Gender Bias May Impact Student Loan Bankruptcy Decisions

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New research reveals that gender bias can creep into student loan bankruptcy court cases.

FIU legal psychology graduate student Kelsey Hess and a team of FIU psychologists, including Jacqueline Evans and Deborah Goldfarb, reviewed nearly 900 student loan discharge decisions processed by US bankruptcy courts between 1985 and 2020 In addition to gender, the researchers also considered other variables, including marital status, number of children, medical conditions or documented disability claims, and whether an attorney was present.

They found that gender played a somewhat complex but important role in the outcome of cases. Single mothers were more likely to have their loan forgiven than single fathers. However, when a debtor disclosed a medical condition that could interfere with their ability to earn a living, men had a substantial advantage over women. In fact, men were 93% more likely to have their loans canceled when they disclosed a medical condition, compared to women who disclosed a medical condition.

“It’s not always clear how gender influences a student loan discharge decision,” Hess said. “With this study, what we’re really seeing is how particular circumstances can be intertwined with traditional sex and gender roles. Some factors weren’t weighted equally between male and female debtors.”

In the United States, women hold about two-thirds of student debt. As more women pursue a university education than men and the cost of higher education becomes more expensive, it is expected that women will continue to be the main holders of student loan debt. The gender pay gap can make this problem worse. When women enter the workforce, they tend to earn less, which means there is less money available for reimbursements. Ultimately, this could lead to more women trying to get their student loans discharged in bankruptcy court. This is just one of the reasons Hess and the team wanted to investigate this question.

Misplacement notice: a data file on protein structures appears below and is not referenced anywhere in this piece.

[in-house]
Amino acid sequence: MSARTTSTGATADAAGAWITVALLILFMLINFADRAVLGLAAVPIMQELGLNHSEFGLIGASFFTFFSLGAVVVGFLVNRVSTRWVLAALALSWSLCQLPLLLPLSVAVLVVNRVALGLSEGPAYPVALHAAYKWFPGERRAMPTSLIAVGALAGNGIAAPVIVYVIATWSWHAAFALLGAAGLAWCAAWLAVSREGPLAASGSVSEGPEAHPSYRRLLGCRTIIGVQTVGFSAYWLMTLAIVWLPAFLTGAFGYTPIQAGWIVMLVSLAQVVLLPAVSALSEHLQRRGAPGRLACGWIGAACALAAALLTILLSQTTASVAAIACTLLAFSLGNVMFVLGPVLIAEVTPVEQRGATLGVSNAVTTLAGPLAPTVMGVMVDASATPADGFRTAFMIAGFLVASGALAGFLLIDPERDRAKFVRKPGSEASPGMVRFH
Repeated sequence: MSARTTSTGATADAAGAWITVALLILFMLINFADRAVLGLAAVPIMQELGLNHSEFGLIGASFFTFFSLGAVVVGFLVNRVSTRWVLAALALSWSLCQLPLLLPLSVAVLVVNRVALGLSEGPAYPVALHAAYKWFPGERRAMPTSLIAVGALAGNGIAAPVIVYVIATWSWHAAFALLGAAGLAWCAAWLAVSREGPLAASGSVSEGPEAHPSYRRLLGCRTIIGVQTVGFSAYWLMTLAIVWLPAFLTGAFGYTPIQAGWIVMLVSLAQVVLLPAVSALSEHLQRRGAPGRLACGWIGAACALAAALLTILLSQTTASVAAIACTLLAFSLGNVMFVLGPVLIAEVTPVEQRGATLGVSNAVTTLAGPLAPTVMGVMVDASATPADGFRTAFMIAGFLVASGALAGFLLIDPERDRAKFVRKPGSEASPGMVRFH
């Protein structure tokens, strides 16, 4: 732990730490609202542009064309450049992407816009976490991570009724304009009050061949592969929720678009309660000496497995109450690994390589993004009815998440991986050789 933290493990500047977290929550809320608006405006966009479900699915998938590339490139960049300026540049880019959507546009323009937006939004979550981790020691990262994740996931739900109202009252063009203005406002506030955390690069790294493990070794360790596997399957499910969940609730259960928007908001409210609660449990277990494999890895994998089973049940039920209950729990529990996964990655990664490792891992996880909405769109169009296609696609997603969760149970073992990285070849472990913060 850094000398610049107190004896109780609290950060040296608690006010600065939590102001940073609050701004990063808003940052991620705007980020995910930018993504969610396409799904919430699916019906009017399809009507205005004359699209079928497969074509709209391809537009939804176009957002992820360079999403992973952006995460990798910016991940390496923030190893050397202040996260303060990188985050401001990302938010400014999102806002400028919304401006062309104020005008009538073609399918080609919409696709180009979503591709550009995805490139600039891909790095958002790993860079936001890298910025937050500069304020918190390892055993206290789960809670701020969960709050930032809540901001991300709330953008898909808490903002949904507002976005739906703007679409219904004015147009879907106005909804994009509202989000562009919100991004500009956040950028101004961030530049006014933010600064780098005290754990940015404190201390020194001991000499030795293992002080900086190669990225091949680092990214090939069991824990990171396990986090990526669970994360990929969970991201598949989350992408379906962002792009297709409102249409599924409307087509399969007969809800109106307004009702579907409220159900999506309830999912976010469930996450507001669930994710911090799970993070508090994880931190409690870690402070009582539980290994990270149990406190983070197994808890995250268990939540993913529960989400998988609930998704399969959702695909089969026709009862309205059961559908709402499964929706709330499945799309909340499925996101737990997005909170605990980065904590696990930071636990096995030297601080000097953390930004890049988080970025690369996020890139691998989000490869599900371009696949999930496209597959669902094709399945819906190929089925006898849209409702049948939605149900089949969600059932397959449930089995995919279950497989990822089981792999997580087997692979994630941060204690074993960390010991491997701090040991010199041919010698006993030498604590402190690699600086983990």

The bankruptcy process for student loans differs from typical bankruptcy proceedings and certain criteria must be met, including an “undue hardship” test. As Evans points out, it’s not just about submitting bills and proving income. Instead, it can be a laborious process to paint a full picture of someone’s private life, something few want to do in court.

For this study, the researchers were contacted by a judge who works in a US bankruptcy court to conduct a study like this.

“This is a great example of when academia and the judiciary come together and work together to ask important questions,” Goldfarb said. “Our work here highlights CRF’s legal psychology goal of working with and making a difference in the community.”

The researchers highlight an important aspect of the study, in terms of bias that deserves special attention, women’s medical conditions are ignored in court. Especially because it mirrors other research that shows pain in female patients is taken less seriously than the same levels of pain in male patients, leading to differences in treatment. If a woman’s doctor doesn’t take her pain seriously, she may be less likely to share it in bankruptcy court — and even if she does, there’s no guarantee the court will believe her enough to cancel the loans.

The presence of a lawyer is another element of this study that also deserves attention, the team says. Since bankruptcy court involves civil matters, an attorney is not provided. However, a lawyer can have a huge impact on the outcome of the case. Getting a lawyer, however, can be a huge hurdle for someone already dealing with heavy and debilitating debt.

“Our hope with this study is that, of course, bankruptcy judges can eliminate potential inappropriate extralegal influences on their own decisions,” Hess said. “We also want this research to be a starting point. We have other questions to ask and answer, such as what kind of systemic changes can be made at the court level and how the mechanisms for providing lawyers to debtors can they be put in place.”

This study was published in Psychology, Public Policy and Law.

The team also presented the findings to the National Conference of Bankruptcy Judges (NCBJ), as well as the American Bar Association, and received positive feedback. Recently, they received a grant from the NCBJ to continue and expand their research in this area.


App tries to break down barriers to bankruptcy for people with medical debt


More information:
The influence of gender and other extralegal factors on student loan bankruptcy decisions. Psychology, Public Policy and Law. psycnet.apa.org/buy/2022-23864-001

Provided by Florida International University


Quote: Study: Gender Bias May Impact Student Loan Bankruptcy Decisions (January 28, 2022) Retrieved January 29, 2022 from https://phys.org/news/2022-01-gender-bias-impact-student -loan.html

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